Presentation (2019, November 27)

My doctoral thesis focuses on eight children’s multilingual practices in the four institutions participating in the MuLiPEC research project, more precisely on their (trans)languaging and agency in ... [more ▼]

My doctoral thesis focuses on eight children’s multilingual practices in the four institutions participating in the MuLiPEC research project, more precisely on their (trans)languaging and agency in interaction with peers and practitioners. Guided by a sociocultural perspective on language learning and child agency and inspired by the methodology of linguistic ethnography, I drew on multidimensional qualitative research methods to understand the relationship between multilingual pedagogies, language learning, translanguaging and child agency. The data resulted in 65 days of participant observations (including fieldnotes and discussions), 473 video-recordings and 16 semi-structured interviews with the practitioners. The findings show that the children engaged in translanguaging practices for various purposes (e.g. communication, meaning making) and showed an agentive behaviour that went beyond active participation (e.g. influencing adults’ language practices). I argue that the practitioners’ multilingual practices and other sociocultural factors enabled the children’s agency and flexible language use. [less ▲]

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See detailDreaming of Constructivist Technology Integration Strategies in Future Teacher Students
Reuter, Robert UL; Busana, Gilbert UL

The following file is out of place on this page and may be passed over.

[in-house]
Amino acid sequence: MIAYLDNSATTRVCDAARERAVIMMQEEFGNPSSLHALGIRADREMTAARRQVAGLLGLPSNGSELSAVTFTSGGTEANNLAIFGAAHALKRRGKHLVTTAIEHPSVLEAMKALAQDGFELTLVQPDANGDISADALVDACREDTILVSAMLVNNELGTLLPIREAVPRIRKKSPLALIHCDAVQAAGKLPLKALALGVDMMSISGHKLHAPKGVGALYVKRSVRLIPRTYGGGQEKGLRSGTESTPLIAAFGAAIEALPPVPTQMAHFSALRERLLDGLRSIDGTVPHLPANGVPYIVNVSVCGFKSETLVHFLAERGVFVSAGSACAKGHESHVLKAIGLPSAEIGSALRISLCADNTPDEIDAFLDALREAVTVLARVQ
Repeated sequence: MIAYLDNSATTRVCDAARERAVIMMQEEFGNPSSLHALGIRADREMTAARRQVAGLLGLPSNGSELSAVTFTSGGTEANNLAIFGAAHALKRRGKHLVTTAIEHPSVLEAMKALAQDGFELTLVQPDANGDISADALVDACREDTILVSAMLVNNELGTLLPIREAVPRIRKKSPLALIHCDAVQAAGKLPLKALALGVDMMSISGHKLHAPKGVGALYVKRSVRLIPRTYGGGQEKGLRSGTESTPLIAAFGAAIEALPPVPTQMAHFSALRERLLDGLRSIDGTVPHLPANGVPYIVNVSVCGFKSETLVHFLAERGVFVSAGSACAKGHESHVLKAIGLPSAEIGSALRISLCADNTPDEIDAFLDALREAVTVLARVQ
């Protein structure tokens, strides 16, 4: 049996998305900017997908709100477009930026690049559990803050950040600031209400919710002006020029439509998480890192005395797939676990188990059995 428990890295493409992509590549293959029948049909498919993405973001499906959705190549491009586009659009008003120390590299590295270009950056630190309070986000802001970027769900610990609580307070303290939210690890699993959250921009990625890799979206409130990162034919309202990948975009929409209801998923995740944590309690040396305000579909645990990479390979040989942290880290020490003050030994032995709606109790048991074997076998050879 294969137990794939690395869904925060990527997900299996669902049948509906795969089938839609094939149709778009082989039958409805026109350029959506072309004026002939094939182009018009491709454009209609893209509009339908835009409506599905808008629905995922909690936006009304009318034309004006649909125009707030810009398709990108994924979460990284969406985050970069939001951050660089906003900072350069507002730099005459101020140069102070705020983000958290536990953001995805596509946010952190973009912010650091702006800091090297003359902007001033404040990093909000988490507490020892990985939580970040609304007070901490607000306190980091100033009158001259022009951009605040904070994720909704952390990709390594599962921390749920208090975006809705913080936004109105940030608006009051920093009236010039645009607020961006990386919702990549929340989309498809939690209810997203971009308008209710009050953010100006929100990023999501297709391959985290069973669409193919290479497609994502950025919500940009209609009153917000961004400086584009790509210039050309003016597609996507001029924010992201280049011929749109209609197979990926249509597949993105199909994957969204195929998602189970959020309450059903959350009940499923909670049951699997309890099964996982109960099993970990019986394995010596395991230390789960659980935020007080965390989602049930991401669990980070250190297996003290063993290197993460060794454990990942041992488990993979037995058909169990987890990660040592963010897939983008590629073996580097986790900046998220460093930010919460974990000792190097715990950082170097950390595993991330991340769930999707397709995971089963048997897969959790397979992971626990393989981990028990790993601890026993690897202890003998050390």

Scientific Conference (2019, November 27)

Based on previous experiences in preparing future teachers for technology integration (Reuter & Busana, 2017), and based on the recommendations from Kolb’s (2017) Triple E framework about effective uses ... [more ▼]

Based on previous experiences in preparing future teachers for technology integration (Reuter & Busana, 2017), and based on the recommendations from Kolb’s (2017) Triple E framework about effective uses of ICT in education, we have adapted the Educational Technology course in our Initial Teacher Training. Over the years, we have indeed observed that, when given the choice of the type of technology integration strategies, many students designed ICT-based learning and teaching scenarios that implemented a rather teacher-centred teaching model (Roblyer & Doering, 2013). These scenarios were often far from innovative nor did they implement the disruptive potential of ICT in education (Christensen, Horn & Johnson, 2008). In the winter semester 2018-2019 we thus decided to ask our students to design and develop constructivist technology integration scenarios. We assessed the success of this adaptation with the help of our own observations, the semester reports produced by our students and their answers to an end-of-semester course evaluation. In general, we saw that students were able to design rather attractive constructivist learning activities. We also observed that our students were quite surprised that such activities do not require complicated and expensive tools, but that they can be implemented with standard productivity tools. [less ▲]

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See detailDe Suchtverband verbënnt - 2. nationales Suchtsymposium, Kommunale Suchtprävention
Böwen, Petra UL

Conference given outside the academic context (2019)

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See detailModeling Parkinson's disease using human midbrain organoids